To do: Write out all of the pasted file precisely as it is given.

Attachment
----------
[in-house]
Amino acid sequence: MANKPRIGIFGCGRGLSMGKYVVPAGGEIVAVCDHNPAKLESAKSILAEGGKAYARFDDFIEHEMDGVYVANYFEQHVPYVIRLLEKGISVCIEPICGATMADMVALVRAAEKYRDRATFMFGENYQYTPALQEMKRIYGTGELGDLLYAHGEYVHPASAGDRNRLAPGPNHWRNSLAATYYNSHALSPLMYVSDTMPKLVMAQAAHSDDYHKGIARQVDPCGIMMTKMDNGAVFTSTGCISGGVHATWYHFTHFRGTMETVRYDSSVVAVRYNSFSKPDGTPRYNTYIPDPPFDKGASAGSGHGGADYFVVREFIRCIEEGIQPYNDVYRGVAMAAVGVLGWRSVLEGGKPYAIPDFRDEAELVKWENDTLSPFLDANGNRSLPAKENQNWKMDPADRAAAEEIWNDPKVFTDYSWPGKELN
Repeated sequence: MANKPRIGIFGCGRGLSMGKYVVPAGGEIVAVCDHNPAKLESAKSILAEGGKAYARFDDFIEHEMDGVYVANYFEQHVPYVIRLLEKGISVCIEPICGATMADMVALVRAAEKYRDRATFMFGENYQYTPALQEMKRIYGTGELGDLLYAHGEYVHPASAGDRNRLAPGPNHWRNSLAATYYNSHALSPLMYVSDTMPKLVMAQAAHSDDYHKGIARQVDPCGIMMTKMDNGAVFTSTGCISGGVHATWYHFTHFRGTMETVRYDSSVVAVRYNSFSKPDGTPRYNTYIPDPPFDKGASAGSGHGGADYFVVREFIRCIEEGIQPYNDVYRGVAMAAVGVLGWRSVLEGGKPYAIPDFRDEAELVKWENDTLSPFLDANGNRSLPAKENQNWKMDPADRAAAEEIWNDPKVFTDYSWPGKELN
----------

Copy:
[in-house]
Amino acid sequence: MANKPRIGIFGCGRGLSMGKYVVPAGGEIVAVCDHNPAKLESAKSILAEGGKAYARFDDFIEHEMDGVYVANYFEQHVPYVIRLLEKGISVCIEPICGATMADMVALVRAAEKYRDRATFMFGENYQYTPALQEMKRIYGTGELGDLLYAHGEYVHPASAGDRNRLAPGPNHWRNSLAATYYNSHALSPLMYVSDTMPKLVMAQAAHSDDYHKGIARQVDPCGIMMTKMDNGAVFTSTGCISGGVHATWYHFTHFRGTMETVRYDSSVVAVRYNSFSKPDGTPRYNTYIPDPPFDKGASAGSGHGGADYFVVREFIRCIEEGIQPYNDVYRGVAMAAVGVLGWRSVLEGGKPYAIPDFRDEAELVKWENDTLSPFLDANGNRSLPAKENQNWKMDPADRAAAEEIWNDPKVFTDYSWPGKELN
Repeated sequence: MANKPRIGIFGCGRGLSMGKYVVPAGGEIVAVCDHNPAKLESAKSILAEGGKAYARFDDFIEHEMDGVYVANYFEQHVPYVIRLLEKGISVCIEPICGATMADMVALVRAAEKYRDRATFMFGENYQYTPALQEMKRIYGTGELGDLLYAHGEYVHPASAGDRNRLAPGPNHWRNSLAATYYNSHALSPLMYVSDTMPKLVMAQAAHSDDYHKGIARQVDPCGIMMTKMDNGAVFTSTGCISGGVHATWYHFTHFRGTMETVRYDSSVVAVRYNSFSKPDGTPRYNTYIPDPPFDKGASAGSGHGGADYFVVREFIRCIEEGIQPYNDVYRGVAMAAVGVLGWRSVLEGGKPYAIPDFRDEAELVKWENDTLSPFLDANGNRSLPAKENQNWKMDPADRAAAEEIWNDPKVFTDYSWPGKELN